Help, I have just been invited to apply for a major training course which is weekly for two years and would be a major feather in my cap!!! But in the back of my foggy brain I keep thinking is it to much for me to mange? I would still be doing three nights a week nursing ang one day a week at uni. As some of you know my MS is quite under contol and things are really good. Is this a step too far?? My mad side says just apply and do it my sensible side says studying again is tough and I will really have to pull it out of the bag. Plus sides more money, doing something that I love, better job secuity, better quility of life for my family once more money is coming in. Minus sides, unpredictablity of the animal that is MS, Oh I hate this bloody disease. Sorry for the moan but I need some encouragement. I want to specalise in neurology and this is a real step in the right direction.Laura x
you should go for it.
the world needs neurologists who really understand ms.
i understand your hesitance but if it proves too much and you have to pull out at least you’ll have tried.
I was asking the same question when I was diagnosed, doing psychology degree and having a part time job until then and was offered full time. My ms is also quite under control, I get tired more than before, but I went for the job and still doing my degree pretty successfully and doing some volunteering. My view is that although it is part of my life now it won’t stop me living my life to the full while I’m standing on my feet! The future is unsure but doing what you love and makes you happy can only make you feel better mentally, which makes you feel better physically. And sod ms:)
enjoy it while you can. go for it - what’s the worst that can happen? As my gran used to say - “Better make hay while the sun shines!”
I do not think it’s “being a chicken”, and although I do not want to deter you, I think it’s only wise and sensible to give some thought to your workload, and how you would cope with it, knowing that it’s a heavy and long commitment, and you are already ill.
I think only you know whether it’s realistic or not, but you are wise to consider this before you start, and not just press on regardless, ignoring your illness.
I’ve got to say, three night shifts a week AND a day at university, for the next two years, sounds heavy to me - heavy for a healthy person, let alone with MS.
I’m sure I wouldn’t manage it, although I suspect I’m quite a bit older than you.
Is there any room for compromise on the work hours? Might you be able to reduce to two nights a week, or even just five a fortnight (from six), or would the hit be too big financially?
Do work know you have MS, and is it also them putting you forward for the course? If they are in the picture, I wonder if they have any suggestions for making it more manageable for you?
Hi Laura, I would say go for it.
Try and arrange as much ‘down time’ as poss and make sure you rest during those times. Be prepared for social life to take a backseat.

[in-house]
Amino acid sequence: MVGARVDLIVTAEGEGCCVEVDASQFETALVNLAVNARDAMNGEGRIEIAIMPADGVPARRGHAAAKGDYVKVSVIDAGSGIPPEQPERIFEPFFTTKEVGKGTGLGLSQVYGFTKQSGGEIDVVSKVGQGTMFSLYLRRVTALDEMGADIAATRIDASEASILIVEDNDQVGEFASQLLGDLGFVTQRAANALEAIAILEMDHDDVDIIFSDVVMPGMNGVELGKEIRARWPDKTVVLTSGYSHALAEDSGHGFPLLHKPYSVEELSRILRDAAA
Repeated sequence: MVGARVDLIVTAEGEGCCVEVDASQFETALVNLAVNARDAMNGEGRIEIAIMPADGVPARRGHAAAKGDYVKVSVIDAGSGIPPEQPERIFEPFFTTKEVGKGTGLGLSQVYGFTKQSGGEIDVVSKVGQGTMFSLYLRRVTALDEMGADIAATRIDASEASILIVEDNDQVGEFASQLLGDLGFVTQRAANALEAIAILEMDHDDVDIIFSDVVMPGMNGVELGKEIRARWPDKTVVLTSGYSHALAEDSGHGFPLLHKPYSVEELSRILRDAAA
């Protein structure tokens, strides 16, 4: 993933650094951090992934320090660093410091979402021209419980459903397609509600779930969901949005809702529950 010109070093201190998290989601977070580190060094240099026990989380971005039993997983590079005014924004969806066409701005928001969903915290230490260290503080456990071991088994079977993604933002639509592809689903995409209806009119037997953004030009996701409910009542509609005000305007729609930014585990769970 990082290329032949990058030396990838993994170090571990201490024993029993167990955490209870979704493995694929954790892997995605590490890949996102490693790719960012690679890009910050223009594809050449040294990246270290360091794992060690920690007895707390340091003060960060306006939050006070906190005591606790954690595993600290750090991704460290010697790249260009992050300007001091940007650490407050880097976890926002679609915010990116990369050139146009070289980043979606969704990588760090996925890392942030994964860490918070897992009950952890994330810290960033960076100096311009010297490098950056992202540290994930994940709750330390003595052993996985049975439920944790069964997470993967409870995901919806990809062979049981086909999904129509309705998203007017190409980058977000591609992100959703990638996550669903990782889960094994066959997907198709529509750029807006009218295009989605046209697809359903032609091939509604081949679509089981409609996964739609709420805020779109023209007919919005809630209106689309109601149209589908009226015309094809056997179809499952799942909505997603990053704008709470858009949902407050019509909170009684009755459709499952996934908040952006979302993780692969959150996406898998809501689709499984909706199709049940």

OK so MS might rear its ugly head and you won’t be able to continue… but it won’t be a failure… you will have tried your best and it will not be your fault if you cannot continue.
If you don’t try you may regret it and if your MS stays under control you might kick yourself for not giving it a go.
BUT if you decide NOT to go for it, don’t see that as a failure either. Decisions we make with MS can’t be compared to decisions in the non-ms world.
Best of luck,
I tend to agree with Pat - think about how you can manage your work/studying and looking after yourself and be strict about not taking on too much. If the course leads to greater job security, increased pay and opportunities in the future those are very real benefits which might mean that you can reduce your hours or choose better hours or work in the future. Good luck - I’d go for it too,
You have had a lot of good advice, Laura, so I will keep mine short:
If you think that you can handle it - go for it.
If you want to do it - go for it.
And a little story:
As a PhD student, I was assigned a group of undergraduates to tutor - and my very first group included an unusual young(ish) lady. OK, so this is going back a few years, but still … …
She had Cerebral Palsy (not MS, I know, but not very nice). English was her 5th language (yes, that’s right,5th). She was Hungarian, brought up in Romania, in the old days of the “Eastern Bloc” she was taught Russian. As a foreigh language, she was taught German. Finally, she got to England, took A-levels in English, got accepted at a University and got a BsC in Psychology. She went on to another Uni and got an MSc in Reseach Methods. Then she got a job at the Medical Research Council in Cambridge. On a good day she could get about on a tricycle and by walking (bouncing off each side of the corridor). On a bad day she was in a wheelchair.
Are you that bad?
No geoff I am very mobile and doing the bath 1/2 marathon next year all being well. I have the interview tomorrow the first of many and I if they want me I am going for it!!!
Thanks everyone!!! First interview tommorrow. AAAGH Deep breath and sell myself!!!
good luck lollypop!
Way to go, lollypop!
Good luck x